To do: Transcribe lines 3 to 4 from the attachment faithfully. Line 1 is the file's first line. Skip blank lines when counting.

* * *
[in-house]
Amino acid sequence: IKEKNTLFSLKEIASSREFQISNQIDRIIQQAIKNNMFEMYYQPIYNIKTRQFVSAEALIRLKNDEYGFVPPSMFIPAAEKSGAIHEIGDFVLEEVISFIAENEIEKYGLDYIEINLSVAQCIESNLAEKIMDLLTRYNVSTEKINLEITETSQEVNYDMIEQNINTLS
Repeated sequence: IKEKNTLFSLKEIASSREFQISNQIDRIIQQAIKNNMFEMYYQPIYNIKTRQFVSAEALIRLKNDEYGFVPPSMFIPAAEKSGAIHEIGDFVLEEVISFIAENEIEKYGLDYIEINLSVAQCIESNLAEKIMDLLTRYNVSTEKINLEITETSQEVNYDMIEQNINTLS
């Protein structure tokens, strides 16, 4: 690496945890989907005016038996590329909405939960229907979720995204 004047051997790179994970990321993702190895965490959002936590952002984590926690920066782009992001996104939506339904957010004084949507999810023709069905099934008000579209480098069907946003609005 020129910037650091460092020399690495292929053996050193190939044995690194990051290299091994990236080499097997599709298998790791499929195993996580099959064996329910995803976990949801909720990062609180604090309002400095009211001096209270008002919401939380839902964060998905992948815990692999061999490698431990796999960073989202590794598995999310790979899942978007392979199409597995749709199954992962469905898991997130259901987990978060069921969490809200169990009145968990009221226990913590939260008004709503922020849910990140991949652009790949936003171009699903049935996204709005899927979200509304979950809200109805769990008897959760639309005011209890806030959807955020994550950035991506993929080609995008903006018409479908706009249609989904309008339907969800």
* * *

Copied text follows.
Repeated sequence: IKEKNTLFSLKEIASSREFQISNQIDRIIQQAIKNNMFEMYYQPIYNIKTRQFVSAEALIRLKNDEYGFVPPSMFIPAAEKSGAIHEIGDFVLEEVISFIAENEIEKYGLDYIEINLSVAQCIESNLAEKIMDLLTRYNVSTEKINLEITETSQEVNYDMIEQNINTLS
């Protein structure tokens, strides 16, 4: 690496945890989907005016038996590329909405939960229907979720995204 004047051997790179994970990321993702190895965490959002936590952002984590926690920066782009992001996104939506339904957010004084949507999810023709069905099934008000579209480098069907946003609005 020129910037650091460092020399690495292929053996050193190939044995690194990051290299091994990236080499097997599709298998790791499929195993996580099959064996329910995803976990949801909720990062609180604090309002400095009211001096209270008002919401939380839902964060998905992948815990692999061999490698431990796999960073989202590794598995999310790979899942978007392979199409597995749709199954992962469905898991997130259901987990978060069921969490809200169990009145968990009221226990913590939260008004709503922020849910990140991949652009790949936003171009699903049935996204709005899927979200509304979950809200109805769990008897959760639309005011209890806030959807955020994550950035991506993929080609995008903006018409479908706009249609989904309008339907969800």